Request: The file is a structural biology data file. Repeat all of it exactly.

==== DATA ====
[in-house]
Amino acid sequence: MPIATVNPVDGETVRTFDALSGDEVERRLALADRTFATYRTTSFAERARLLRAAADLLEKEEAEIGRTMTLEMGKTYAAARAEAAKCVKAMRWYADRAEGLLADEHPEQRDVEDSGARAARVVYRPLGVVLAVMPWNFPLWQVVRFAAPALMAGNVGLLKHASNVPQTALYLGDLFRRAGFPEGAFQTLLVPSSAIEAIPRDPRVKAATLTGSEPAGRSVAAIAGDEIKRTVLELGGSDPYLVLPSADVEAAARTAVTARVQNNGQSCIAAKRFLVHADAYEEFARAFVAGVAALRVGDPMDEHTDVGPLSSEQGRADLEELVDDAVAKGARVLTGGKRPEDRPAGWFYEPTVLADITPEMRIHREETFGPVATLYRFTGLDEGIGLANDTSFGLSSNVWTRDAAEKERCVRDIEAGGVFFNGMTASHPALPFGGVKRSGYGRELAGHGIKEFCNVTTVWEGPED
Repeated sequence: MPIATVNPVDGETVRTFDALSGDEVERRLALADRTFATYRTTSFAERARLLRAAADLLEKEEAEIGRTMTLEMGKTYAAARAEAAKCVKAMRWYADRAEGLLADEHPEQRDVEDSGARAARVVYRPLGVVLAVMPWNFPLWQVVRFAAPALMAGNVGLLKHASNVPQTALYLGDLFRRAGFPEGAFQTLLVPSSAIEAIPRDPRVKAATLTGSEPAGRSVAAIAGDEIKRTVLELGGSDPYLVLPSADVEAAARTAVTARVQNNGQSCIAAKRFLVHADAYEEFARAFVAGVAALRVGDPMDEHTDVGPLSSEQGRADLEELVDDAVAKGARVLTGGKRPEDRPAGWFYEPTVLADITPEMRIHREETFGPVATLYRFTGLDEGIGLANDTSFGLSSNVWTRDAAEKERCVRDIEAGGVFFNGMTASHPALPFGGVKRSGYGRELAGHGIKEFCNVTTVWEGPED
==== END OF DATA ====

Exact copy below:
[in-house]
Amino acid sequence: MPIATVNPVDGETVRTFDALSGDEVERRLALADRTFATYRTTSFAERARLLRAAADLLEKEEAEIGRTMTLEMGKTYAAARAEAAKCVKAMRWYADRAEGLLADEHPEQRDVEDSGARAARVVYRPLGVVLAVMPWNFPLWQVVRFAAPALMAGNVGLLKHASNVPQTALYLGDLFRRAGFPEGAFQTLLVPSSAIEAIPRDPRVKAATLTGSEPAGRSVAAIAGDEIKRTVLELGGSDPYLVLPSADVEAAARTAVTARVQNNGQSCIAAKRFLVHADAYEEFARAFVAGVAALRVGDPMDEHTDVGPLSSEQGRADLEELVDDAVAKGARVLTGGKRPEDRPAGWFYEPTVLADITPEMRIHREETFGPVATLYRFTGLDEGIGLANDTSFGLSSNVWTRDAAEKERCVRDIEAGGVFFNGMTASHPALPFGGVKRSGYGRELAGHGIKEFCNVTTVWEGPED
Repeated sequence: MPIATVNPVDGETVRTFDALSGDEVERRLALADRTFATYRTTSFAERARLLRAAADLLEKEEAEIGRTMTLEMGKTYAAARAEAAKCVKAMRWYADRAEGLLADEHPEQRDVEDSGARAARVVYRPLGVVLAVMPWNFPLWQVVRFAAPALMAGNVGLLKHASNVPQTALYLGDLFRRAGFPEGAFQTLLVPSSAIEAIPRDPRVKAATLTGSEPAGRSVAAIAGDEIKRTVLELGGSDPYLVLPSADVEAAARTAVTARVQNNGQSCIAAKRFLVHADAYEEFARAFVAGVAALRVGDPMDEHTDVGPLSSEQGRADLEELVDDAVAKGARVLTGGKRPEDRPAGWFYEPTVLADITPEMRIHREETFGPVATLYRFTGLDEGIGLANDTSFGLSSNVWTRDAAEKERCVRDIEAGGVFFNGMTASHPALPFGGVKRSGYGRELAGHGIKEFCNVTTVWEGPED